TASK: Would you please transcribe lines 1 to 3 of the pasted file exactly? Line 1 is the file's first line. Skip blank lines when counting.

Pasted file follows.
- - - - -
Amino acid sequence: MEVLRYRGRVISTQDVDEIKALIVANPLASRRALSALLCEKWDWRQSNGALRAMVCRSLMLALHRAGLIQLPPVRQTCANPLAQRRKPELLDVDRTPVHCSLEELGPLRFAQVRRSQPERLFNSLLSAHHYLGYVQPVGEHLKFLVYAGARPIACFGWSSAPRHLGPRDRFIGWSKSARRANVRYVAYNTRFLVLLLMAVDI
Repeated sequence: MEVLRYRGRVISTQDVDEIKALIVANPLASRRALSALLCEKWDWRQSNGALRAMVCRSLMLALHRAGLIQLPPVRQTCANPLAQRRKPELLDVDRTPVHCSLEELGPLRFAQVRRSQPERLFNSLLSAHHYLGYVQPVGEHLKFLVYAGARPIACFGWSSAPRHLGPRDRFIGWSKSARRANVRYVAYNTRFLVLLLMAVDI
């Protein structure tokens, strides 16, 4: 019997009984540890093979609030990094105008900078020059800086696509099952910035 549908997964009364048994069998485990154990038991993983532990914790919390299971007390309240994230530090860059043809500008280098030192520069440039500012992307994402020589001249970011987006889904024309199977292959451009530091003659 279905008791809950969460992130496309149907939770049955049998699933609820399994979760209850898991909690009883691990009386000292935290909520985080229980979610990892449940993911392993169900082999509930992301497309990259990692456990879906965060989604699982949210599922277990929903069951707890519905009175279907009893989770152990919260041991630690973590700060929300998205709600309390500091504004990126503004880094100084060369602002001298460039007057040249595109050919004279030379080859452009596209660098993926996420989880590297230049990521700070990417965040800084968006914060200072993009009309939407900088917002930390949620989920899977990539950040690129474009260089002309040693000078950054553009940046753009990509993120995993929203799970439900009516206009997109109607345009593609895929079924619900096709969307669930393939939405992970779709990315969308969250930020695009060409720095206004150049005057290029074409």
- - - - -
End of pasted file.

Amino acid sequence: MEVLRYRGRVISTQDVDEIKALIVANPLASRRALSALLCEKWDWRQSNGALRAMVCRSLMLALHRAGLIQLPPVRQTCANPLAQRRKPELLDVDRTPVHCSLEELGPLRFAQVRRSQPERLFNSLLSAHHYLGYVQPVGEHLKFLVYAGARPIACFGWSSAPRHLGPRDRFIGWSKSARRANVRYVAYNTRFLVLLLMAVDI
Repeated sequence: MEVLRYRGRVISTQDVDEIKALIVANPLASRRALSALLCEKWDWRQSNGALRAMVCRSLMLALHRAGLIQLPPVRQTCANPLAQRRKPELLDVDRTPVHCSLEELGPLRFAQVRRSQPERLFNSLLSAHHYLGYVQPVGEHLKFLVYAGARPIACFGWSSAPRHLGPRDRFIGWSKSARRANVRYVAYNTRFLVLLLMAVDI
């Protein structure tokens, strides 16, 4: 019997009984540890093979609030990094105008900078020059800086696509099952910035 549908997964009364048994069998485990154990038991993983532990914790919390299971007390309240994230530090860059043809500008280098030192520069440039500012992307994402020589001249970011987006889904024309199977292959451009530091003659 279905008791809950969460992130496309149907939770049955049998699933609820399994979760209850898991909690009883691990009386000292935290909520985080229980979610990892449940993911392993169900082999509930992301497309990259990692456990879906965060989604699982949210599922277990929903069951707890519905009175279907009893989770152990919260041991630690973590700060929300998205709600309390500091504004990126503004880094100084060369602002001298460039007057040249595109050919004279030379080859452009596209660098993926996420989880590297230049990521700070990417965040800084968006914060200072993009009309939407900088917002930390949620989920899977990539950040690129474009260089002309040693000078950054553009940046753009990509993120995993929203799970439900009516206009997109109607345009593609895929079924619900096709969307669930393939939405992970779709990315969308969250930020695009060409720095206004150049005057290029074409």